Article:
Saturday night in Abilene, the doors to new and old businesses open up to welcome in the steady stream of consumers looking for something more. In a mile radius on any given night in downtown Abilene, one can choose to try something new between The Mill Winery, Abi Haus, the Neon Parrot or go back to older establishments like Barley Hoppers and Fat Boss’s Pub.
The opening of a particular type of nightclub is occurring in Abilene, a type that embraces the higher end of entertainment and is a welcome change to the existing locations and concert venues.
Moderately new places like The Mill Winery, Neon Parrot Lounge and the Winery at Willow Creek have embraced a different type of night entertainment.
Many former favorites like Barley Hoppers, Fat Boss’s Pub and Chelsea Street Pub are now outranked by this newer entertainment. The trend toward the dress-up, chic atmosphere, not-your-normal-night out type of bar has begun to emerge in Abilene.
Abilene Christian University alum and Texas A&M graduate, Andrea Schwikhard Robinson took over a former event center, renamed it The Majestic and opened up “swanky” new concert venue, the Neon Parrot Lounge, this November.
“What we have in terms of live music in Abilene is primarily a lot of Texas country and they play at grimy bars around town and some are even big name country musicians that come through and play,” said Robinson. “We try and raise the standard for what you can do and how you should dress. We have a lot of jazz and blues on the calendar right now.”
These places are breaking ground on the type of nightlife that will succeed in Abilene to attract a niche market where the market seemingly didn’t exist.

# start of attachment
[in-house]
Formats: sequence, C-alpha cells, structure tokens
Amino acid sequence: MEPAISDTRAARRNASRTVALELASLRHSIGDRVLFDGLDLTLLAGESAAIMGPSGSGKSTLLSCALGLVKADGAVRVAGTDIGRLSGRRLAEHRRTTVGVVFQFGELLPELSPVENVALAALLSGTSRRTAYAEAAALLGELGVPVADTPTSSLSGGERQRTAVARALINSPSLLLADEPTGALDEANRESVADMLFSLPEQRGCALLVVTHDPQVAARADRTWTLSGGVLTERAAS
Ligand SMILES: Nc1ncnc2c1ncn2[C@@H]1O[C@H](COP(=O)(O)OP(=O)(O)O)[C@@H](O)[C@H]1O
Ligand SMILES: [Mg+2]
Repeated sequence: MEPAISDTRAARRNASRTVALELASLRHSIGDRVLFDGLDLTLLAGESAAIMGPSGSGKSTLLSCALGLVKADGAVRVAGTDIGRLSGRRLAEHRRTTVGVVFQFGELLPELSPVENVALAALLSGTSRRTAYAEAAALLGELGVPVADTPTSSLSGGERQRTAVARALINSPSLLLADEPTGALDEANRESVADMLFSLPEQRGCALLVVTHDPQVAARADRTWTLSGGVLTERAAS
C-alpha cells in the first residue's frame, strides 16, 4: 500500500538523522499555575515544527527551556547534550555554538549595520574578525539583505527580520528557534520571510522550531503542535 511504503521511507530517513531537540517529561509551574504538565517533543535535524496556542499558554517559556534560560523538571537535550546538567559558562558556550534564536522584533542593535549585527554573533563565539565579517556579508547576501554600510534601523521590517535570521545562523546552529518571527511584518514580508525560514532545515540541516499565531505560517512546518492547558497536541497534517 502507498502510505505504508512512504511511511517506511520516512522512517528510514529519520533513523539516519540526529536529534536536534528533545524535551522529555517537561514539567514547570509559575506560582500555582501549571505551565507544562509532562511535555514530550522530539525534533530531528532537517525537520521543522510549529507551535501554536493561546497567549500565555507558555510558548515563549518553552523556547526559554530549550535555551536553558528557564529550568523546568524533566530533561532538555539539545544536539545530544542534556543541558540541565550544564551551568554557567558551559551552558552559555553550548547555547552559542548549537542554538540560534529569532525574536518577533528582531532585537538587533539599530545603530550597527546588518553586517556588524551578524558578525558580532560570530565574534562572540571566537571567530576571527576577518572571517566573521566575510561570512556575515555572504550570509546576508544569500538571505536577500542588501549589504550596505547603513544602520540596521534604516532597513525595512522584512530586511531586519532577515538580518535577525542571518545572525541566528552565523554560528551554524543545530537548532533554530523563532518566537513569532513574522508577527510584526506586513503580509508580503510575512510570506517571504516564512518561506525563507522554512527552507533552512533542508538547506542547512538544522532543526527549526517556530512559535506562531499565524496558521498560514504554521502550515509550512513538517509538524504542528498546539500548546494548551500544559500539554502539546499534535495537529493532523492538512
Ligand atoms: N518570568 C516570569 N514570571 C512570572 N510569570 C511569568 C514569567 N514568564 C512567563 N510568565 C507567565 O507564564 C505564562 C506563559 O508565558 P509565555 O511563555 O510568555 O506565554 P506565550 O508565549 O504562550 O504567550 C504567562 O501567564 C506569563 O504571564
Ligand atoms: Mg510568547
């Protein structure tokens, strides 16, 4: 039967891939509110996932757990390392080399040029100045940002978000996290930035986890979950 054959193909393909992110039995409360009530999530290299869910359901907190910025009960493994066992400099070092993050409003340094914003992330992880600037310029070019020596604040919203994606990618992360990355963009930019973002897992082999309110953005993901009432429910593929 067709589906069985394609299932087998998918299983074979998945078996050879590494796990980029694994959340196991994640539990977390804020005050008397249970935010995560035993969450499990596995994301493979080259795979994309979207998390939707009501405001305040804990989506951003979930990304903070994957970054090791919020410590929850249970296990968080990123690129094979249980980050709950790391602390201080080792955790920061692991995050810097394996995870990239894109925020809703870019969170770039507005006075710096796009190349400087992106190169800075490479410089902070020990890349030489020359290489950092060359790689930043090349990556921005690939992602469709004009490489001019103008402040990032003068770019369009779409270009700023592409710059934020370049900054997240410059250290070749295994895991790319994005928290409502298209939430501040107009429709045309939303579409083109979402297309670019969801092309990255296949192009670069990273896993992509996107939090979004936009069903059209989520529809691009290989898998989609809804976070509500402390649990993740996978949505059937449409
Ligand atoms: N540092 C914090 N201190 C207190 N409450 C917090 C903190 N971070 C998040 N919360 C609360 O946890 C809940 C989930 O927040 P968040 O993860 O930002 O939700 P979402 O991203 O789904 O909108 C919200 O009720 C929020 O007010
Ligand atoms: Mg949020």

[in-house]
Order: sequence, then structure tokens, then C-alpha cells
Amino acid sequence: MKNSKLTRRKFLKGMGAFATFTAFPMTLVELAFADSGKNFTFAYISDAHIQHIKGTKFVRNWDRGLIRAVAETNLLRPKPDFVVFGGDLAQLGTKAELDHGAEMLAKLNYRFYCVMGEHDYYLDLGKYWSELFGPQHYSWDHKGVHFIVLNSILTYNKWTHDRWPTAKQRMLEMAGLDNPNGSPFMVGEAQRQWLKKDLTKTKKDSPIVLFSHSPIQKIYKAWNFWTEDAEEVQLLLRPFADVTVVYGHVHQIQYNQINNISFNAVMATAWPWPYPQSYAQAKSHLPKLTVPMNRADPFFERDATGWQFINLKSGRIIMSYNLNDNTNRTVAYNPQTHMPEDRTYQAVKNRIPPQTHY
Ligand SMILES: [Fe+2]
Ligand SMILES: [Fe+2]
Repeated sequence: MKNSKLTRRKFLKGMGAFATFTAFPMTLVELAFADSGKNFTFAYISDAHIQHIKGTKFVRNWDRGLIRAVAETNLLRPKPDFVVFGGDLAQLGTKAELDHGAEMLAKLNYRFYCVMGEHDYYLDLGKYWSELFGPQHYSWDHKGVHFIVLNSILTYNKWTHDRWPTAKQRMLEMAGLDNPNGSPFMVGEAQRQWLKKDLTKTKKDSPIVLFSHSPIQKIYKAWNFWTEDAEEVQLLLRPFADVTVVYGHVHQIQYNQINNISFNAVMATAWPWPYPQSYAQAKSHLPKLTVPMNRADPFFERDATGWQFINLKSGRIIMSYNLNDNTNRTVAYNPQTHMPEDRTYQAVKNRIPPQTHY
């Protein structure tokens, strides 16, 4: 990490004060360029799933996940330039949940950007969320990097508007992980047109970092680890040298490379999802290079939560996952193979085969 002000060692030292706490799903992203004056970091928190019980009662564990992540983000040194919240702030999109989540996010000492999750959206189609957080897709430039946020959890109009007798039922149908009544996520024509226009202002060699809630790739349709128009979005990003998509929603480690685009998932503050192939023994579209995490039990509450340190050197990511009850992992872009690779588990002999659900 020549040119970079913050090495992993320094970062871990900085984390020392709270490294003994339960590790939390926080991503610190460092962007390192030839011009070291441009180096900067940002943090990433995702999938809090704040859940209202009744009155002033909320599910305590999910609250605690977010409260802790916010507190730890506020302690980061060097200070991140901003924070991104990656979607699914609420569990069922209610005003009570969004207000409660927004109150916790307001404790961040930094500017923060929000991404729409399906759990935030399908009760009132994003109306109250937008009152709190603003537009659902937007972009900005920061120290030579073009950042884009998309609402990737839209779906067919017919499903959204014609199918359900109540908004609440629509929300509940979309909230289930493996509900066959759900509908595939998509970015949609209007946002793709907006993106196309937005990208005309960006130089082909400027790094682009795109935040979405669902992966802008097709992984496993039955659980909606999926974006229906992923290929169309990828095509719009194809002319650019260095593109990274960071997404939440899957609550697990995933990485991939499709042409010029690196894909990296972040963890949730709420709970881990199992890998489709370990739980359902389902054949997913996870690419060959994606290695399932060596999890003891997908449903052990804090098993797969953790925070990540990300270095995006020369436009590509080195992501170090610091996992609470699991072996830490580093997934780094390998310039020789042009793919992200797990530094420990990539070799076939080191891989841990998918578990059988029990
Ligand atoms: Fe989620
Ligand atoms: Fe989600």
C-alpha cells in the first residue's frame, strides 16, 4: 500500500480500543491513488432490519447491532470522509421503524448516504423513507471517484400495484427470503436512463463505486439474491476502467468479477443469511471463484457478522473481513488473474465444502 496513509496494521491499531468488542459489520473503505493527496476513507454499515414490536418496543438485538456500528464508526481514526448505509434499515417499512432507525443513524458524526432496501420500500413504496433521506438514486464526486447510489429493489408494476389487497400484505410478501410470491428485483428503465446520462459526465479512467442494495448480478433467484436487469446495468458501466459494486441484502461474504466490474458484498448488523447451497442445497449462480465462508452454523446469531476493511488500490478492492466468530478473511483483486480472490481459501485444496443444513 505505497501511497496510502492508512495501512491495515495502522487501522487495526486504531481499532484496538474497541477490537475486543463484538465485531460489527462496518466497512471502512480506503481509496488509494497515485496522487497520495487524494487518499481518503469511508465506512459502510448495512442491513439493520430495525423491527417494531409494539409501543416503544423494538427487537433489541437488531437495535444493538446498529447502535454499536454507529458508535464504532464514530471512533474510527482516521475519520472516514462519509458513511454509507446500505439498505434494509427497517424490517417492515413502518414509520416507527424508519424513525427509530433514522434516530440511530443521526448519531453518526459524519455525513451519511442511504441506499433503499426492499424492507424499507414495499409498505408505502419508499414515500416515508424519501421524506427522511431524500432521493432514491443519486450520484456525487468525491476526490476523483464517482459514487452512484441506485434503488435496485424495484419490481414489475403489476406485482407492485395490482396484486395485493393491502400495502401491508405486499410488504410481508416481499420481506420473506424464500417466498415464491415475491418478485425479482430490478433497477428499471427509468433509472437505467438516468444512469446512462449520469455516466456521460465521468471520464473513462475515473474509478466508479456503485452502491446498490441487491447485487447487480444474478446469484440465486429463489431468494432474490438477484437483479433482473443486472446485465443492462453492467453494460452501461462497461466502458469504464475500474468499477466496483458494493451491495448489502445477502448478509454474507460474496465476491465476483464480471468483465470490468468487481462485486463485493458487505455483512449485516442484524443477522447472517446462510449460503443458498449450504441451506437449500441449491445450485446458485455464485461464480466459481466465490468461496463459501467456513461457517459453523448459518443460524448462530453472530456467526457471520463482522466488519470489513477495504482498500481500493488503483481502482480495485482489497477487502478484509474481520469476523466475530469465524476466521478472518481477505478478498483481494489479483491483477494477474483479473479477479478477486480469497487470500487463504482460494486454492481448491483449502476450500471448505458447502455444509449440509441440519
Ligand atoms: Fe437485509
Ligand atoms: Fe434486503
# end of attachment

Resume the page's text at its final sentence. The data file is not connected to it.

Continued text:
“Our original goal was to do the Neon Parrot and we were concerned after doing the market research,” said Robinson. “There was so little to compare it to and how the community would receive that and whether or not that could pay the bills and so we liked the idea of continuing as an event venue.”
Though it seems like the clientele may not have existed in Abilene, the problem posed was that there was no location for the clientele to go. This is what Kimberly Scalf and her husband encountered as they were traveling a lot outside of Abilene to visit wineries in Texas.
Now owners of The Winery at Willow Creek, the duo realized that a small winery with a small setup could be done in Abilene without their own vineyard or millions of dollars up front.
“At first, we thought it would take two or three years to show a profit,” said Scalf. “We were very prepared to take a loss in the beginning, based on what we heard from other business owners. But we managed to show a profit for the second year we were open.”
The target audience varies extensively for each location despite their seemingly similar nature. The Winery at Willow Creek sees almost entirely women as their primary demographic, with a winery not as appealing for the typical West Texas man.
Yet, most popular within the younger audience is The Mill Winery in downtown Abilene, a frequent spot for of-age college students and other residents of Abilene, especially young families.
Just opened early last May, the family-owned and operated event center and bar has live music and catered food every night they’re open, appealing to any age and demographic, with limited restriction.
“People have been dying to get out of their homes and to not be in places like Guitars and Cadillacs,” said manager Taylor Hayden. “It’s something that’s a little more at home and at the same once you step into our doors; it doesn’t feel like you’re in Abilene anymore.”
The trend of trendy is making room for new businesses and nightlife in Abilene and created its own market by filling a hole that consumers didn’t know was there.